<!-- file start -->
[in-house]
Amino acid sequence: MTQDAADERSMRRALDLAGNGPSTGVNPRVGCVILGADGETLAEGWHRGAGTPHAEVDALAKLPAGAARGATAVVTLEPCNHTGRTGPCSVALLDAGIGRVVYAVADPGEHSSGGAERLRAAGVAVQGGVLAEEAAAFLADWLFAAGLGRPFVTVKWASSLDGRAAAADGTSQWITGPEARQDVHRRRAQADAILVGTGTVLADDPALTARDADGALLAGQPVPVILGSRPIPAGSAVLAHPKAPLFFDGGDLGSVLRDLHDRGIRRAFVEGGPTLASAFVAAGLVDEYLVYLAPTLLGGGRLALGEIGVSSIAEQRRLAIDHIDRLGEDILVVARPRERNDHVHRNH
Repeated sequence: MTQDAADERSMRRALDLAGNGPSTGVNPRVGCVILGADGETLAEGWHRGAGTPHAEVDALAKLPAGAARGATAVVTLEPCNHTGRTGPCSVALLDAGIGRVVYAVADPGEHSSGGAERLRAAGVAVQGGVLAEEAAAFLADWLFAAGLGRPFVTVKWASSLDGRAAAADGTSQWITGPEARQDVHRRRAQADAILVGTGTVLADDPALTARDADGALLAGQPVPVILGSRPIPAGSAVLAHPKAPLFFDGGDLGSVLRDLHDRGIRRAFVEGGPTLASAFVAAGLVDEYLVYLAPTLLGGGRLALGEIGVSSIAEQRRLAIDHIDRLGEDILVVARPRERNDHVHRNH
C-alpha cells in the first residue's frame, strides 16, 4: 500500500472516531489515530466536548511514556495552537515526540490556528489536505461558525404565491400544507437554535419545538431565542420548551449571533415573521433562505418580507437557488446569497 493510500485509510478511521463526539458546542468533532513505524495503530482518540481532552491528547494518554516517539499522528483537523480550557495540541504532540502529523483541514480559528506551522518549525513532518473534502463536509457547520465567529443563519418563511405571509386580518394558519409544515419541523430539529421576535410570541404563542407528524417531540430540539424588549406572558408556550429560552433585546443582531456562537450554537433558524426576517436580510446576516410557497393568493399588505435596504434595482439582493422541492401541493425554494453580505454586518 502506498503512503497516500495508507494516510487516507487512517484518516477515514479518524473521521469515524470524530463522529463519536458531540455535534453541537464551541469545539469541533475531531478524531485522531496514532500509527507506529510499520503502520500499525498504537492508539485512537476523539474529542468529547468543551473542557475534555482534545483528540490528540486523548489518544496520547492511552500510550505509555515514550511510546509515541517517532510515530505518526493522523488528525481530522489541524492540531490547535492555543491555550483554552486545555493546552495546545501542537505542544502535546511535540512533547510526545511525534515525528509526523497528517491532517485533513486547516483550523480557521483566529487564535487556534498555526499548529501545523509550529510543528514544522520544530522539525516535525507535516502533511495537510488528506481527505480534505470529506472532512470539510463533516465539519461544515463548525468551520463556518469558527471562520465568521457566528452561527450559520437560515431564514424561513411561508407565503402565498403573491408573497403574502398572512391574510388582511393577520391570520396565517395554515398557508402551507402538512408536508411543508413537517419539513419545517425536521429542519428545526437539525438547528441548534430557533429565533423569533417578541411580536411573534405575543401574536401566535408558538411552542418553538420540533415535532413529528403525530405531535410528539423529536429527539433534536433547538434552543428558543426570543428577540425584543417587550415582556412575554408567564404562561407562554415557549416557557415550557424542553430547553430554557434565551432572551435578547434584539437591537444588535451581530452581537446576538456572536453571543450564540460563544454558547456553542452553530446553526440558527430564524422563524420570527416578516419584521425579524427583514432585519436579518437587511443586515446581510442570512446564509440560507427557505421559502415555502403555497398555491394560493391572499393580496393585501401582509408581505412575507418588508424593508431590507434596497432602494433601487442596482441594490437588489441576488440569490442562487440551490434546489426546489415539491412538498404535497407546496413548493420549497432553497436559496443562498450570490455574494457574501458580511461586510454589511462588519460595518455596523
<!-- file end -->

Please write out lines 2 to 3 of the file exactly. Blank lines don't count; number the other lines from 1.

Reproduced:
Amino acid sequence: MTQDAADERSMRRALDLAGNGPSTGVNPRVGCVILGADGETLAEGWHRGAGTPHAEVDALAKLPAGAARGATAVVTLEPCNHTGRTGPCSVALLDAGIGRVVYAVADPGEHSSGGAERLRAAGVAVQGGVLAEEAAAFLADWLFAAGLGRPFVTVKWASSLDGRAAAADGTSQWITGPEARQDVHRRRAQADAILVGTGTVLADDPALTARDADGALLAGQPVPVILGSRPIPAGSAVLAHPKAPLFFDGGDLGSVLRDLHDRGIRRAFVEGGPTLASAFVAAGLVDEYLVYLAPTLLGGGRLALGEIGVSSIAEQRRLAIDHIDRLGEDILVVARPRERNDHVHRNH
Repeated sequence: MTQDAADERSMRRALDLAGNGPSTGVNPRVGCVILGADGETLAEGWHRGAGTPHAEVDALAKLPAGAARGATAVVTLEPCNHTGRTGPCSVALLDAGIGRVVYAVADPGEHSSGGAERLRAAGVAVQGGVLAEEAAAFLADWLFAAGLGRPFVTVKWASSLDGRAAAADGTSQWITGPEARQDVHRRRAQADAILVGTGTVLADDPALTARDADGALLAGQPVPVILGSRPIPAGSAVLAHPKAPLFFDGGDLGSVLRDLHDRGIRRAFVEGGPTLASAFVAAGLVDEYLVYLAPTLLGGGRLALGEIGVSSIAEQRRLAIDHIDRLGEDILVVARPRERNDHVHRNH